The World's First Steel Engraved Banknote
Specimen Banknote produced by Perkins Fairman & Heath
Specimen banknote printed by the company Perkins Fairman & Heath (the company which later became Perkins Bacon & Co). This speciman A was produced using steel hardened plates which could print immensely large numbers of identical banknotes. Previously printing had been achieved using copper plates but these only allowed a few thousand impressions by which time the plate would be worn out. As such, printing banknotes from copper plates was very limited. Steel hardened plates not only lasted longer but extra steel plates could be made from one original steel plate. Thus the quantity of identical banknotes that could be printed was almost unlimited. The specimen below was the very first steel engraved specimen banknote to be printed and was produced in pursuit of a contract with the bank of England. The engraving was presumably done by Charles Heath and his fellow engravers. Unfortunately the Bank of England decided not to award a contract however, many other banks did place orders. The firm then prospered printing banknotes. By 1840 the firm had become Perkins Bacon & Co for which it is more well known as the company that printed the first postage stamp, the 'Penny Black'.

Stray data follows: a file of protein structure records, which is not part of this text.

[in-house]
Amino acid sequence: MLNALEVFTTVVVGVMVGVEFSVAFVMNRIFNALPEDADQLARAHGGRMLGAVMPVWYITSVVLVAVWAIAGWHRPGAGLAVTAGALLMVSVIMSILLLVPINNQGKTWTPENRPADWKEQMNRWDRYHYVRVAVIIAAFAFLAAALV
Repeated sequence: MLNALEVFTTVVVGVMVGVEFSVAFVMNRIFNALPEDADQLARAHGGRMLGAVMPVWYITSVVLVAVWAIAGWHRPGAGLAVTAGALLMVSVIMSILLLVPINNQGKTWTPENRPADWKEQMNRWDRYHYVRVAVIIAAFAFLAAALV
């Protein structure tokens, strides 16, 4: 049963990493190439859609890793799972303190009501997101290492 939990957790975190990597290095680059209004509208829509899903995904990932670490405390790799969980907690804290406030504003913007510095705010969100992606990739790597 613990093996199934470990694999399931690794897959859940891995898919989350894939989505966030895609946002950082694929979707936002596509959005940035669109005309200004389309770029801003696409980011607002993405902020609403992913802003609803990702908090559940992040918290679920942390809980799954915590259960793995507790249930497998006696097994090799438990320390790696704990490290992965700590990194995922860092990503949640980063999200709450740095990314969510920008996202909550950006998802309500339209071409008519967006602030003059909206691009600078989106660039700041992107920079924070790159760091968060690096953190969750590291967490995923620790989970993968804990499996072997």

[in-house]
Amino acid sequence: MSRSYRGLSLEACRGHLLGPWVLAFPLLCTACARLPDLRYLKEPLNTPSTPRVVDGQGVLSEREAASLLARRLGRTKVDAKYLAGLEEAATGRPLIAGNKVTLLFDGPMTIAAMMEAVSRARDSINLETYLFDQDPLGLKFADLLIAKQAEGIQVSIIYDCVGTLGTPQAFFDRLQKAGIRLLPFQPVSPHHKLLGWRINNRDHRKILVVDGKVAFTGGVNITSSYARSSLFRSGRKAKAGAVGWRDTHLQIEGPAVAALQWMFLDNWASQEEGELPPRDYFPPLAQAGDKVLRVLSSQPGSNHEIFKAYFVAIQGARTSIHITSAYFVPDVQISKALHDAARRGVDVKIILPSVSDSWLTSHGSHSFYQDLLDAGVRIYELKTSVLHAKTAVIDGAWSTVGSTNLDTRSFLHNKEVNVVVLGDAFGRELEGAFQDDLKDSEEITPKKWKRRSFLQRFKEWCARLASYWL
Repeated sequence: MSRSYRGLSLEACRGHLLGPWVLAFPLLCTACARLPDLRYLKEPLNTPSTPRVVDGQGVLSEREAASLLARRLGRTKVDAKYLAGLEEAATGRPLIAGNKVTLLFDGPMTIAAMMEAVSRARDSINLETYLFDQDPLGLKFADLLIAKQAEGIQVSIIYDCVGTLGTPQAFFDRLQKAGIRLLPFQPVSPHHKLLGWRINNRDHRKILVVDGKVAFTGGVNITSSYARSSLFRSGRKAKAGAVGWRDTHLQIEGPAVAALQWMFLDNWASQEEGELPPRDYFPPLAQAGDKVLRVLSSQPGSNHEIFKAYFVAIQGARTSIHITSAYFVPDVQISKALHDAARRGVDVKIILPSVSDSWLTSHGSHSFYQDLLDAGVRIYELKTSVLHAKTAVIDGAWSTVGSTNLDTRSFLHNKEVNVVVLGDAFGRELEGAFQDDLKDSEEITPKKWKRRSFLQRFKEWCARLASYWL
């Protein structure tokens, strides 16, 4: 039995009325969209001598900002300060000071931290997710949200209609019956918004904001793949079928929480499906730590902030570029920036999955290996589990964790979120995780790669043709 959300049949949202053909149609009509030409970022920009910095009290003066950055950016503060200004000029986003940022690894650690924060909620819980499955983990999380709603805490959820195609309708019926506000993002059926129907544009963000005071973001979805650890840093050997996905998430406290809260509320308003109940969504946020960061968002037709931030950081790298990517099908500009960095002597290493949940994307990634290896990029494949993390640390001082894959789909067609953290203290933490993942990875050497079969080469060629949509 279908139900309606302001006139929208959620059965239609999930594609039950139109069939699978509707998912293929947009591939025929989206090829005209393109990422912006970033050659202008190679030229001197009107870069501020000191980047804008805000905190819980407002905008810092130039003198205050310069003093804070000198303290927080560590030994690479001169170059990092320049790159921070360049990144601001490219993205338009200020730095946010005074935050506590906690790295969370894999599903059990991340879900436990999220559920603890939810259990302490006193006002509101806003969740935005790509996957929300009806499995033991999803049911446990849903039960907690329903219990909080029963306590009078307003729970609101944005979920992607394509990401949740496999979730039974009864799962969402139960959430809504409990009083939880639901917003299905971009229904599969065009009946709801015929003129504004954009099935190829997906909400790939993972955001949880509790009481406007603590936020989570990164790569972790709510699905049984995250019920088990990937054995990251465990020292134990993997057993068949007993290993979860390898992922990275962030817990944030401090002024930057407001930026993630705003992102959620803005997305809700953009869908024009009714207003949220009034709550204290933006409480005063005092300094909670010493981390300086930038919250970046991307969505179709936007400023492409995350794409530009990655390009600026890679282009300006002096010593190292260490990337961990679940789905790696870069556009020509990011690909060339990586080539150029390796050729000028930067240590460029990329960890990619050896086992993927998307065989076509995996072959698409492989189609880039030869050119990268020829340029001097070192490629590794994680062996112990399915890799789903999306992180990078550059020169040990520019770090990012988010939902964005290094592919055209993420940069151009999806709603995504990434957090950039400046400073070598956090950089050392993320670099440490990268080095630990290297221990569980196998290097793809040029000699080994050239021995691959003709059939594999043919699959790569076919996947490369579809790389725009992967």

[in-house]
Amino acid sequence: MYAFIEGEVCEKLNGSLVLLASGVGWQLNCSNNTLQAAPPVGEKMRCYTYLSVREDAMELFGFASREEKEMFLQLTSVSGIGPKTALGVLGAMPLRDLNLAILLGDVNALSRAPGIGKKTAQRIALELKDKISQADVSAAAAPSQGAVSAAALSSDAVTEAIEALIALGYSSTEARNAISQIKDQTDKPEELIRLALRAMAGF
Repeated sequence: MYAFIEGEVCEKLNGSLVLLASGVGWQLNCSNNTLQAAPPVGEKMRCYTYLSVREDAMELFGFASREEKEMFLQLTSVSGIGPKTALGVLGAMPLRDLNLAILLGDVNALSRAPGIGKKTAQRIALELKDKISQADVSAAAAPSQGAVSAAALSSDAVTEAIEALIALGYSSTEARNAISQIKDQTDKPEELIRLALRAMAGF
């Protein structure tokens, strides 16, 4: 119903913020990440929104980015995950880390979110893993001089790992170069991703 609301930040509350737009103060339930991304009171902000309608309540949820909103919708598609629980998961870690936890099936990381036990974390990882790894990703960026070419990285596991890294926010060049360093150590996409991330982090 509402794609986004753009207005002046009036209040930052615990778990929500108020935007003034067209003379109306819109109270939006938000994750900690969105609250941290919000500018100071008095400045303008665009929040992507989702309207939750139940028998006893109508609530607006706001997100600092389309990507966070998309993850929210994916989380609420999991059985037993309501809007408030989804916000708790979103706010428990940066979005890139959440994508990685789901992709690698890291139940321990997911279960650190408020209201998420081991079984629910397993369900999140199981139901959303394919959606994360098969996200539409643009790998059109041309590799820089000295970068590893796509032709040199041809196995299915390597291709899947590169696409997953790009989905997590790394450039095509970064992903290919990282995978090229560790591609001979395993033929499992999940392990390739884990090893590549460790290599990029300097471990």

Front view of the Specimen Banknote
Rear view of the Specimen Banknote
A specimen of the siderographic plan for preventing the forgery of banknotes sumitted to the Bankers of the United Kingdom by Perkins, Fairman & Heath, 69 Fleet Street, London, Patent Hardened Steel Plate, One Pound. Patent Check Plate A.
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